|Empty pill blister packs||Will be passed on to Superdrug for recycling for the benefit of ‘Marie Curie’|
Take any of these items along to Clitheroe Market (Bull Ring) on the first Saturday of each month commencing Saturday September 4th.
Just drive onto the Car Park find the stall and Rotarians will help you unload your car, its as simple as that.
Large items can be collected by appointment, just contact Clitheroe Rotary via email at email@example.com
PLEASE DO NOT LEAVE ANY OF THE ABOVE
ITEMS IN CHURCH !! THANKYOU
FROM THE ARCHIVES:
Report from Clitheroe Advertiser and Times
Without the Prince
by St Michael’s Players April 1956
Fun at Farmhouse when Footlights are Switched On.
A light-hearted play about a famous star who helped a village dramatic society out of a difficulty. “Without the Prince,” which was given by the St Michael’s Players at The Hall, Lowergate, on Wednesday week and for three successive evenings, proved popular fare.
Although there is not quite enough action in the play to suit most people, there are plenty of laughs. To bring out the best qualities of the play, the cast had to use a delicate touch, and it is greatly to their credit that successive audiences so obviously enjoyed themselves.
The atmosphere of the stage was effectively transferred to an old fashioned and isolated farmhouse with interesting consequences.
Ruth Haslam, as Mary, the farmer’s daughter, spoke very clearly, and successfully presented a picture of a young girl anxious to shine as an amateur player and also to keep the interest and attention of the village “bobby”, P.C. James Hawkins.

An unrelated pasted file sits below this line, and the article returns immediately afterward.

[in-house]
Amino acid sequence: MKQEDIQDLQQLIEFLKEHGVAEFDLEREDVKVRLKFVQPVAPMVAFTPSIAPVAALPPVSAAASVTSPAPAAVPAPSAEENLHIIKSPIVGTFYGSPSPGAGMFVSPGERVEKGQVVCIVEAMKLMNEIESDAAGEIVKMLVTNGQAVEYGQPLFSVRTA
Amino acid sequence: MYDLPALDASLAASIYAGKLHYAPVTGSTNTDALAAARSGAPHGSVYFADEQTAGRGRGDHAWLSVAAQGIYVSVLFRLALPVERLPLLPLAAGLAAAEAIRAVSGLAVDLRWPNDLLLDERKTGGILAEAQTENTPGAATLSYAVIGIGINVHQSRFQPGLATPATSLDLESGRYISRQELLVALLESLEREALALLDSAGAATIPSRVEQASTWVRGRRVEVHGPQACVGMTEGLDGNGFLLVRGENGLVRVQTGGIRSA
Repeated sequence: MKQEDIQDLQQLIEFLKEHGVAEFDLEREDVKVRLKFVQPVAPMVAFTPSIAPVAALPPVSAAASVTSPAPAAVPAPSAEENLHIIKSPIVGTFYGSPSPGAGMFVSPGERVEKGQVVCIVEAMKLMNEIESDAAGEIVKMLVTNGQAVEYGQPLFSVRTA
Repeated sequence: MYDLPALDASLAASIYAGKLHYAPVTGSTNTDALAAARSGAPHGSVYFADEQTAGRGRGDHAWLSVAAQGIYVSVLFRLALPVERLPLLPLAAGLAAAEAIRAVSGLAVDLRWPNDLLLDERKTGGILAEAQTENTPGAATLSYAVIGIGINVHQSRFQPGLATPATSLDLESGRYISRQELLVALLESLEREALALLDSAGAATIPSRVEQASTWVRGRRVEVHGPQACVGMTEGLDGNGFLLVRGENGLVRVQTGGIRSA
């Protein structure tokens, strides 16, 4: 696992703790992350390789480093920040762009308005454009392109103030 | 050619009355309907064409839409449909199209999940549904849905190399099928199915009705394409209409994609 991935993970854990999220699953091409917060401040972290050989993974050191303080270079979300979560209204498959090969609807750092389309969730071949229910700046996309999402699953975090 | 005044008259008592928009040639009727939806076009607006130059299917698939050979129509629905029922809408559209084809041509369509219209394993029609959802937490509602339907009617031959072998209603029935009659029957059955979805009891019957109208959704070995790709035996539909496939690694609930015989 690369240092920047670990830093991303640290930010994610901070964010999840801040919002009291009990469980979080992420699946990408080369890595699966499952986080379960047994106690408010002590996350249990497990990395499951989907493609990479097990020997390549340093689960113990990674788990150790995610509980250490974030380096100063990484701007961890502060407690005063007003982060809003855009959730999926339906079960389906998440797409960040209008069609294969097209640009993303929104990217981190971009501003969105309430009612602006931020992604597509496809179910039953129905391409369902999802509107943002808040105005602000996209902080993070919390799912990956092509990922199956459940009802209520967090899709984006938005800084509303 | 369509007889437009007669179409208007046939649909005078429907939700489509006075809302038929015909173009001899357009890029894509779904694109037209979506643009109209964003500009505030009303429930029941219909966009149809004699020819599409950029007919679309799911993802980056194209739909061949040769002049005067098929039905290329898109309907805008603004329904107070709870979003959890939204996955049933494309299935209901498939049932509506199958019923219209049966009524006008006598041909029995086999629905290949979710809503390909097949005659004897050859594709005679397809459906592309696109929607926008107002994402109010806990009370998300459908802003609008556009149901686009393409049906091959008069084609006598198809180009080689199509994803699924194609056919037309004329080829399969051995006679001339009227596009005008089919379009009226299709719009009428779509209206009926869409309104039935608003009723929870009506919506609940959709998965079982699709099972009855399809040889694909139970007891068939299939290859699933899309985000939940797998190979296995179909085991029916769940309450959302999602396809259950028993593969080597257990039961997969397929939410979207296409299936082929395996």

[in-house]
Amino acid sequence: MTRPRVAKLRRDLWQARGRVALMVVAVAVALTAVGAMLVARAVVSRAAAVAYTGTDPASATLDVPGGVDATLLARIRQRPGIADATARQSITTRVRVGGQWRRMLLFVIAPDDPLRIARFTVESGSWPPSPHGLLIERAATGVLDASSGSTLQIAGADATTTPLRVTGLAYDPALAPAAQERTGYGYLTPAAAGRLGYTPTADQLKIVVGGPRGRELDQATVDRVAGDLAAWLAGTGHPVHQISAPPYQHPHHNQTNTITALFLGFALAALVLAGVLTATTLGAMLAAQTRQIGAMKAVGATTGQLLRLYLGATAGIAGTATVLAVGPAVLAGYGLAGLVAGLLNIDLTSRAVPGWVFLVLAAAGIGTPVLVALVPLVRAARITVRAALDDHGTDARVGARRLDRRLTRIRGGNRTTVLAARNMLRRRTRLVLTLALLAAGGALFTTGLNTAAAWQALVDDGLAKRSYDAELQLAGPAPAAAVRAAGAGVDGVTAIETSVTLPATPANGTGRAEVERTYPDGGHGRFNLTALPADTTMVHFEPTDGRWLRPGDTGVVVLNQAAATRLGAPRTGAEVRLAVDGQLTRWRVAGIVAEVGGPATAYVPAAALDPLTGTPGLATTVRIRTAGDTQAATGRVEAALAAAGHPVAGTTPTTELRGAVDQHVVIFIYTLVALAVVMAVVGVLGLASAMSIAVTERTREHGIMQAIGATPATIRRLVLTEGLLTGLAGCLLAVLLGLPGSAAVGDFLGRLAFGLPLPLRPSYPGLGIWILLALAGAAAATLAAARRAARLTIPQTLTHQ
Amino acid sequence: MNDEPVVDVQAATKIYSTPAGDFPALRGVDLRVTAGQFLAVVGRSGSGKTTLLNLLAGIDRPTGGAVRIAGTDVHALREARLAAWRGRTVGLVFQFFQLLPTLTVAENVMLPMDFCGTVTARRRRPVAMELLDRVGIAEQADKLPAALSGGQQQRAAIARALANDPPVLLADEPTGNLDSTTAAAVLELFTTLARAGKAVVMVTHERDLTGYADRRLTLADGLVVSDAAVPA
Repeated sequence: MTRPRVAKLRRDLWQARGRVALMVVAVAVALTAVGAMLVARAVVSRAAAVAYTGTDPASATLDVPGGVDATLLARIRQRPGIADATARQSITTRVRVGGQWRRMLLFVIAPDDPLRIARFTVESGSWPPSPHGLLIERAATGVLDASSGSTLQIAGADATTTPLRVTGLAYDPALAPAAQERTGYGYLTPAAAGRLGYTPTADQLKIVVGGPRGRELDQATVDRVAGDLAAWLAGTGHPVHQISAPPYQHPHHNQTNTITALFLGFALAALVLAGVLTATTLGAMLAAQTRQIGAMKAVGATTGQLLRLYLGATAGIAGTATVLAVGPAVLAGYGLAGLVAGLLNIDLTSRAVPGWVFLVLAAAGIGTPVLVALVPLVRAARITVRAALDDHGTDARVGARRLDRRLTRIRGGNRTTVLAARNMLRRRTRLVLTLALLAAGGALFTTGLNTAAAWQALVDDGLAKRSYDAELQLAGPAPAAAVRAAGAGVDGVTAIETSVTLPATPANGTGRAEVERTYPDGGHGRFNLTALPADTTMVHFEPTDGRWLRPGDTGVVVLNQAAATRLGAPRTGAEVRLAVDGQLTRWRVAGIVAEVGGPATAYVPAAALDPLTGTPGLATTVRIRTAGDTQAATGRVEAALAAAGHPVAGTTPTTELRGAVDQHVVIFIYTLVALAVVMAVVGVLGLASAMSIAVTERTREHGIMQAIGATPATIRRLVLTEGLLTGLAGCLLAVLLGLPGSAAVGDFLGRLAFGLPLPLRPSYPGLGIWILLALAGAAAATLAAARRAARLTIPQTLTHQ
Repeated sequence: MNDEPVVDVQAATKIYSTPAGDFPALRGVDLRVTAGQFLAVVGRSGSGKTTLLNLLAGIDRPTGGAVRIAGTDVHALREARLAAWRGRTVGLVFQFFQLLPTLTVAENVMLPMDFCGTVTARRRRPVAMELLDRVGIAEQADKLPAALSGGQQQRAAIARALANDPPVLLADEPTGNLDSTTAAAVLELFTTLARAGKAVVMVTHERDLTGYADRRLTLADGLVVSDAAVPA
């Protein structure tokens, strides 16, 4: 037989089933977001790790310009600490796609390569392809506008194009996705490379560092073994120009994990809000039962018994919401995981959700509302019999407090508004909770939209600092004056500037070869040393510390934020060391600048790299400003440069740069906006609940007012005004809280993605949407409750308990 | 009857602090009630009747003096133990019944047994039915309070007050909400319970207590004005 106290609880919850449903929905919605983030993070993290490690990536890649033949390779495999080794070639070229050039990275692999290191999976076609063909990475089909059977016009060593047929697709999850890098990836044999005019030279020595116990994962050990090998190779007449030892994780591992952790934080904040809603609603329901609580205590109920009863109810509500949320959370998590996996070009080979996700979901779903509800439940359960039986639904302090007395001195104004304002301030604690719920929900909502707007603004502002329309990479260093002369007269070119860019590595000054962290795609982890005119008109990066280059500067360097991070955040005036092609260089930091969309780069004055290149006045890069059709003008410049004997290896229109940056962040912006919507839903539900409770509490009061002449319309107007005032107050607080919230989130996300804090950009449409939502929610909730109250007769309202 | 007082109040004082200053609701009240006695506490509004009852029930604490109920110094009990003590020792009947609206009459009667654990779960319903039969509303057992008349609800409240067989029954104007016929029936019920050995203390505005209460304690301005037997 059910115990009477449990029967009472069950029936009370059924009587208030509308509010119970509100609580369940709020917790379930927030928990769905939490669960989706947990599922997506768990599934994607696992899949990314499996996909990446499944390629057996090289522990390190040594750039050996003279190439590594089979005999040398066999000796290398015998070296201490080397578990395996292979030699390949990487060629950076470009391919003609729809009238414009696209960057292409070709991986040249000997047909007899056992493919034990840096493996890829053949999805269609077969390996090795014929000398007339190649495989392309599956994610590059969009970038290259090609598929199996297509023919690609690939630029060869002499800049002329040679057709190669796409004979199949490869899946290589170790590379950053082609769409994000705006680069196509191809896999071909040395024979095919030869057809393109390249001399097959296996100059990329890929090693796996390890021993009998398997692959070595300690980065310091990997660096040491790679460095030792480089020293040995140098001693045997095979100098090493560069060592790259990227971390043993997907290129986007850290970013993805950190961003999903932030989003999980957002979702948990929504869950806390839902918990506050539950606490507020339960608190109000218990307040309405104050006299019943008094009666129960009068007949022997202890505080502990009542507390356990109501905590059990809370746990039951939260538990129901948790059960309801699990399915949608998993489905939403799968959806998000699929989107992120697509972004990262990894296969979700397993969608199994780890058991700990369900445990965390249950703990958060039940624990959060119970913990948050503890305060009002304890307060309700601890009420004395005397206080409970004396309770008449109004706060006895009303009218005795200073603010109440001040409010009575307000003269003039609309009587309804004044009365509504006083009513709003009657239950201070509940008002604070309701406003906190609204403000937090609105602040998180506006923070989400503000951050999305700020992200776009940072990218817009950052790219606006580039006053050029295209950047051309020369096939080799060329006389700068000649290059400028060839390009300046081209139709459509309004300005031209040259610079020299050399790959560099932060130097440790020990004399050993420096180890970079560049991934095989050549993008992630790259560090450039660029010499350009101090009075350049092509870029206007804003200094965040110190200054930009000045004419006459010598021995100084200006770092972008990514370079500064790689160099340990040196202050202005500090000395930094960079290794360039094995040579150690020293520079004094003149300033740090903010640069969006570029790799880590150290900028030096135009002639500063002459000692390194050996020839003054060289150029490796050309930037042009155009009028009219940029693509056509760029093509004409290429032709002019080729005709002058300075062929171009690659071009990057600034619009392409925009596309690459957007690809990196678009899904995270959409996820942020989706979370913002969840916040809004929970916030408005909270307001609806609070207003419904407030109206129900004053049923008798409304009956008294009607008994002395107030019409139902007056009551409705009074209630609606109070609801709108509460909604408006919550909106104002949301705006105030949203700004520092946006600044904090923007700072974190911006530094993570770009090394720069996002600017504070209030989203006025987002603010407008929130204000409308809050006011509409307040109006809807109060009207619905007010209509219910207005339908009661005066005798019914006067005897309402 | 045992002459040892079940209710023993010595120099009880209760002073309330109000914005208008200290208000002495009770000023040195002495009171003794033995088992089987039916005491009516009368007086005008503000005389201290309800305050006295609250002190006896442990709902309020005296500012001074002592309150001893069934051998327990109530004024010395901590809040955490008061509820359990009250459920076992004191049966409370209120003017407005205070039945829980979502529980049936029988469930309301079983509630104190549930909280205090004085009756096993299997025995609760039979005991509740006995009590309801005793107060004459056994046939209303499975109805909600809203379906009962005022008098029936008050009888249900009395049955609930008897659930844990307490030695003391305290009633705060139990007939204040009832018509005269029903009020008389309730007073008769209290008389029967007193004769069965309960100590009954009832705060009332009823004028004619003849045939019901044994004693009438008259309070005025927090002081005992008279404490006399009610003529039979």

Making the most of this part, Peter J. Fehrenbach was excellent as the solid, good-natured, honest policeman, who knew the importance of doing his duty even when it threatened to shatter his romance.
In the part of the nervous vicar (Rev.Simon Peters), who is responsible for the village society’s production of “Hamlet,” Ignatius Calvert achieved a very capable little character study, and received excellent support from Elizabeth Wright as his wife, whose quotations from Shakespeare and abdent-minded peculiarities caused many laughs.
In the last act the play takes a sudden twist with the arrival at the farhouse of an exuberant London producer, Wyndham Johns, and a famous actress, Eadeline Lees. Derrick Hutchinson was vigorous and competent as the producer and Margaret Brown acted sedately and convincingly as the beautiful star who was fully occupied in controlling the temper of her irate companion.
The young awkward farmer’s son was cleverly portrayed by Derek Rawcliffe, who strengthened the impression that he is one of the most promising young comedians in Clitheroe.
John Brown, as the farmer whose peace was so rudely disturbed by the village society’s activities, and Cecelia Speak, as his domineering wife, who is compelled to climb down, much to the enjoyment of her husband, was cool, calm and absolutely at ease all the time he was on the stage.
John cowman, as the stranger with the lost memory, who was later identified as a famous star, acted with dignity and was equally happy in both the gay and the more serious moods of the play. His performance was undoubtedly one of the highlights of the play.
Mary Bridge, who produced the play, is to be congratulated upon the high degree of efficiency reached by the cast as a shole.
Praise is also due to Frank Lofthouse (stage manager) and Wilfred Clegg (assistant stage manager).
In charge of special effects were Thomas Cowman; wardrobe, Margret Tyrer; properties Pat Hargreaves; lighting, James Smith; continuity, Catherine Haslam.
Mr John Loynds and Mr Harvey Sutcliffe acted efficiently as secretary and business manager respectively.